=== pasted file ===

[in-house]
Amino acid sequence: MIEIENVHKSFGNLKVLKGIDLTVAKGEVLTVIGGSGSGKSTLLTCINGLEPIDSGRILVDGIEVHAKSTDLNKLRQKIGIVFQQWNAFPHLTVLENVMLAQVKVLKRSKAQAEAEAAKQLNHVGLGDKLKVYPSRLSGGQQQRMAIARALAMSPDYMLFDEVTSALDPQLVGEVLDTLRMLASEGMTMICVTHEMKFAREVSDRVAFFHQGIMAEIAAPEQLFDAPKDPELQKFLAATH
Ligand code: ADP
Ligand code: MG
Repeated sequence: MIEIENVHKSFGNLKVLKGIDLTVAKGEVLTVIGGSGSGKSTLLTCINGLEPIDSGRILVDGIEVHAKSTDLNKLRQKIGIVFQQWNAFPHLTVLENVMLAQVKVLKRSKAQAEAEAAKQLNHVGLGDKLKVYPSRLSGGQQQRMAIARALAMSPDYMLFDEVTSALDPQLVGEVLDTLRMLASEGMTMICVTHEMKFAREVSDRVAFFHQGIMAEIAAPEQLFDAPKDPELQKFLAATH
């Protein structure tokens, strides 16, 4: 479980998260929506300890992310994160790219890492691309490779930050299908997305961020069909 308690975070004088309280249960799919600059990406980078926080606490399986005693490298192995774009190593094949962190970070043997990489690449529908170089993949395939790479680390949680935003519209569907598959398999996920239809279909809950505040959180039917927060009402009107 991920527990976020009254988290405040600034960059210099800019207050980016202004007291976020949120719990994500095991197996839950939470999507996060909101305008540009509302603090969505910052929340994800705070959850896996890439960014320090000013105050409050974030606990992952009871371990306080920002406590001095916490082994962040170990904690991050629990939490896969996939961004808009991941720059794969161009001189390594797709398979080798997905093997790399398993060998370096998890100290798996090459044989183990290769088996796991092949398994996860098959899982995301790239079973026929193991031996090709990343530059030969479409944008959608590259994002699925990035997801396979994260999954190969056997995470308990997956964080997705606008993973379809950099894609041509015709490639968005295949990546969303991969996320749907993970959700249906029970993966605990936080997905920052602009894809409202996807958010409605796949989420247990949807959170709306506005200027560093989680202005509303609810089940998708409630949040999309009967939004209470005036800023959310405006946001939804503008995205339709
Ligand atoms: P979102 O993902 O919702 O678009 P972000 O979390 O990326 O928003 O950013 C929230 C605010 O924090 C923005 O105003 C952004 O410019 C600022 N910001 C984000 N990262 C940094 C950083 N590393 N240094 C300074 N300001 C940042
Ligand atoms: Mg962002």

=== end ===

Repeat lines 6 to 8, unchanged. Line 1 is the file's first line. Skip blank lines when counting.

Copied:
């Protein structure tokens, strides 16, 4: 479980998260929506300890992310994160790219890492691309490779930050299908997305961020069909 308690975070004088309280249960799919600059990406980078926080606490399986005693490298192995774009190593094949962190970070043997990489690449529908170089993949395939790479680390949680935003519209569907598959398999996920239809279909809950505040959180039917927060009402009107 991920527990976020009254988290405040600034960059210099800019207050980016202004007291976020949120719990994500095991197996839950939470999507996060909101305008540009509302603090969505910052929340994800705070959850896996890439960014320090000013105050409050974030606990992952009871371990306080920002406590001095916490082994962040170990904690991050629990939490896969996939961004808009991941720059794969161009001189390594797709398979080798997905093997790399398993060998370096998890100290798996090459044989183990290769088996796991092949398994996860098959899982995301790239079973026929193991031996090709990343530059030969479409944008959608590259994002699925990035997801396979994260999954190969056997995470308990997956964080997705606008993973379809950099894609041509015709490639968005295949990546969303991969996320749907993970959700249906029970993966605990936080997905920052602009894809409202996807958010409605796949989420247990949807959170709306506005200027560093989680202005509303609810089940998708409630949040999309009967939004209470005036800023959310405006946001939804503008995205339709
Ligand atoms: P979102 O993902 O919702 O678009 P972000 O979390 O990326 O928003 O950013 C929230 C605010 O924090 C923005 O105003 C952004 O410019 C600022 N910001 C984000 N990262 C940094 C950083 N590393 N240094 C300074 N300001 C940042
Ligand atoms: Mg962002």